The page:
A University of Colorado professor who’s been criticized for his writings about climate change has been caught up in WikiLeaks’ dump of emails involving John Podesta, campaign chairman for Hillary Clinton.
Roger Pielke Jr., who has been a faculty member on the Boulder campus since 2001, was the subject of a July 2014 email about an essay he wrote on climate change for the website FiveThirtyEight.
Pielke writes a regular column about sports governance for the Daily Camera.
The email was sent by Judd Legum, the editor of ThinkProgress, a site that’s part of the Center for American Progress Action Fund, the advocacy arm of the liberal think tank Center for American Progress, which was founded by Podesta in 2003.
In his email to billionaire environmentalist Tom Steyer, Legum described how he believed Climate Progress, the environmental arm of ThinkProgress, got Pielke to stop writing about climate change for FiveThirtyEight.
“I think it’s fair say that, without Climate Progress, Pielke would still be writing on climate change for 538,” Legum wrote.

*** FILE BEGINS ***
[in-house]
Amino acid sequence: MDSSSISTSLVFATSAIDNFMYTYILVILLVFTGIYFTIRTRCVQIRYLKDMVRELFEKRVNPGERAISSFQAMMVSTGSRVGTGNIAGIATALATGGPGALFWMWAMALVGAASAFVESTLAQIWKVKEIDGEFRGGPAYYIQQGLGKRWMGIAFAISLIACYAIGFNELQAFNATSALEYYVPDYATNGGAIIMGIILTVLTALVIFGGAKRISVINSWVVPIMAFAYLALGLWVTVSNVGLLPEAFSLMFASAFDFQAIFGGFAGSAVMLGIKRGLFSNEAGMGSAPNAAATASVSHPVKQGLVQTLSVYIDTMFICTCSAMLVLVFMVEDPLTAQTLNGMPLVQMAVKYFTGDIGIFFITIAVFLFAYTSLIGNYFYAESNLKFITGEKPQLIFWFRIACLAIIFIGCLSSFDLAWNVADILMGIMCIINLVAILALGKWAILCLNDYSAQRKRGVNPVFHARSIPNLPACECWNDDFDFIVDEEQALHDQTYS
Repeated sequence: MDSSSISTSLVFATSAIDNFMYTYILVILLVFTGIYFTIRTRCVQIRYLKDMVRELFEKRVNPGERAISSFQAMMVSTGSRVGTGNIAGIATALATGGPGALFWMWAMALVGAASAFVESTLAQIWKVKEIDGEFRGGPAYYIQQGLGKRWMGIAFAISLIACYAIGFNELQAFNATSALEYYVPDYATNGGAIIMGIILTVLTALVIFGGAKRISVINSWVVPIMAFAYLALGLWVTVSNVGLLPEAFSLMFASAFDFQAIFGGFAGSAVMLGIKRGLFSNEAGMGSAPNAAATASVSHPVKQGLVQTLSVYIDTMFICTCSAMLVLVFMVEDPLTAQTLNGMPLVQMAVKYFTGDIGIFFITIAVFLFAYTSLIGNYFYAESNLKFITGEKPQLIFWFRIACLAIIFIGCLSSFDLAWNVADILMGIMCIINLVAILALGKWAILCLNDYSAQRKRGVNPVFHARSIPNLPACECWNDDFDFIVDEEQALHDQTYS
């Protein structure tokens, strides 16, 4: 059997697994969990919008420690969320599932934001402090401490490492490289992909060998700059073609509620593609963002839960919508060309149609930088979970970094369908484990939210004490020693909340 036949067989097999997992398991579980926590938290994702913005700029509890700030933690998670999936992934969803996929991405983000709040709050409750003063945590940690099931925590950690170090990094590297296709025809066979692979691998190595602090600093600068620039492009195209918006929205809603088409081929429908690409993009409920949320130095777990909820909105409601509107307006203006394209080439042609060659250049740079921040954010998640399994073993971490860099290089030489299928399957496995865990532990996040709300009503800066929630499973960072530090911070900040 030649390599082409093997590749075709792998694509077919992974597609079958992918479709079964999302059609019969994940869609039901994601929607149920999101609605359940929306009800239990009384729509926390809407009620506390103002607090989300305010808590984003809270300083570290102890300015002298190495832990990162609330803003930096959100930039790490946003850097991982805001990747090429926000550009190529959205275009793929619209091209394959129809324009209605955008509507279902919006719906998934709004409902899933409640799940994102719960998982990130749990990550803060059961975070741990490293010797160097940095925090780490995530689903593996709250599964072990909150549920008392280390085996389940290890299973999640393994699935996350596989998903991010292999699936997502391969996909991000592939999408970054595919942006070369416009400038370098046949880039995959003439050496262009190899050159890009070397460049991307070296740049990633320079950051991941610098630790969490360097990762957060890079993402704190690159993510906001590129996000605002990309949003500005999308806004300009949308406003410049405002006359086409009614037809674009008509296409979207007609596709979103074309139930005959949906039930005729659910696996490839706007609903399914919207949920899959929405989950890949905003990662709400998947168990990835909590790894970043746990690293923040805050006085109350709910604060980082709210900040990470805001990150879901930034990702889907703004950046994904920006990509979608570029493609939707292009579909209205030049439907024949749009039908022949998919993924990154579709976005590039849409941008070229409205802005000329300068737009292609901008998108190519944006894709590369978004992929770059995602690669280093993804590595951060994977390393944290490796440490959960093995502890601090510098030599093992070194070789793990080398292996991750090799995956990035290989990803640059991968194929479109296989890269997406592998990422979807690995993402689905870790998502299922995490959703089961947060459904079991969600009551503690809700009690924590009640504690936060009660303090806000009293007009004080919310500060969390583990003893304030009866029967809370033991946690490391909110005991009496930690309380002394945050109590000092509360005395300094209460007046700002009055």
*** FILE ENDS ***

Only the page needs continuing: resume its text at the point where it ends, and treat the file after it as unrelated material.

Legum did not respond to interview requests on Wednesday.
The email was one of tens of thousands of messages from Podesta’s hacked Gmail account released by WikiLeaks this month.
The group took issue with Pielke’s piece titled “Disasters Cost More Than Ever —- But Not Because of Climate Change,” in which he questioned the link between rising natural disaster costs and climate change.
Pielke argued that the cost of disasters is increasing because the world is getting wealthier, not because there are more — or more intense — floods, droughts, hurricanes or tornadoes.
“We’re seeing ever-larger losses simply because we had more to lose — when an earthquake or flood occurs, more stuff gets damaged,” he wrote.
Pielke, who has written extensively about climate-change economics, is a polarizing figure among climate change scientists and activists.